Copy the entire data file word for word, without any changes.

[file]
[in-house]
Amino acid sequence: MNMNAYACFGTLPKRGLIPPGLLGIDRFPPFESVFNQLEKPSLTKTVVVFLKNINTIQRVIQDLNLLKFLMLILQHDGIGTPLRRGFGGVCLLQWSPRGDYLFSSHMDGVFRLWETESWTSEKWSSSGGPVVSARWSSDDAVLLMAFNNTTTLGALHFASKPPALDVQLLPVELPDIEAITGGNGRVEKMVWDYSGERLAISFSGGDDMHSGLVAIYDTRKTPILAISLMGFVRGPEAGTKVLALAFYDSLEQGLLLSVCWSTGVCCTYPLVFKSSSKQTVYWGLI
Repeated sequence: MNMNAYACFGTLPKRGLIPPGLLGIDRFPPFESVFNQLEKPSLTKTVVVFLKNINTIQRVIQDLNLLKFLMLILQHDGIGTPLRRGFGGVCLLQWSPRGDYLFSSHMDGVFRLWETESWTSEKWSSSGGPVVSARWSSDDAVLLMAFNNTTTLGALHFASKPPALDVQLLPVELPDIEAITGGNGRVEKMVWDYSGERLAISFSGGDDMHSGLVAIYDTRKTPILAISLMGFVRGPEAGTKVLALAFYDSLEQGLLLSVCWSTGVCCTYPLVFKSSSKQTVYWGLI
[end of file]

[in-house]
Amino acid sequence: MNMNAYACFGTLPKRGLIPPGLLGIDRFPPFESVFNQLEKPSLTKTVVVFLKNINTIQRVIQDLNLLKFLMLILQHDGIGTPLRRGFGGVCLLQWSPRGDYLFSSHMDGVFRLWETESWTSEKWSSSGGPVVSARWSSDDAVLLMAFNNTTTLGALHFASKPPALDVQLLPVELPDIEAITGGNGRVEKMVWDYSGERLAISFSGGDDMHSGLVAIYDTRKTPILAISLMGFVRGPEAGTKVLALAFYDSLEQGLLLSVCWSTGVCCTYPLVFKSSSKQTVYWGLI
Repeated sequence: MNMNAYACFGTLPKRGLIPPGLLGIDRFPPFESVFNQLEKPSLTKTVVVFLKNINTIQRVIQDLNLLKFLMLILQHDGIGTPLRRGFGGVCLLQWSPRGDYLFSSHMDGVFRLWETESWTSEKWSSSGGPVVSARWSSDDAVLLMAFNNTTTLGALHFASKPPALDVQLLPVELPDIEAITGGNGRVEKMVWDYSGERLAISFSGGDDMHSGLVAIYDTRKTPILAISLMGFVRGPEAGTKVLALAFYDSLEQGLLLSVCWSTGVCCTYPLVFKSSSKQTVYWGLI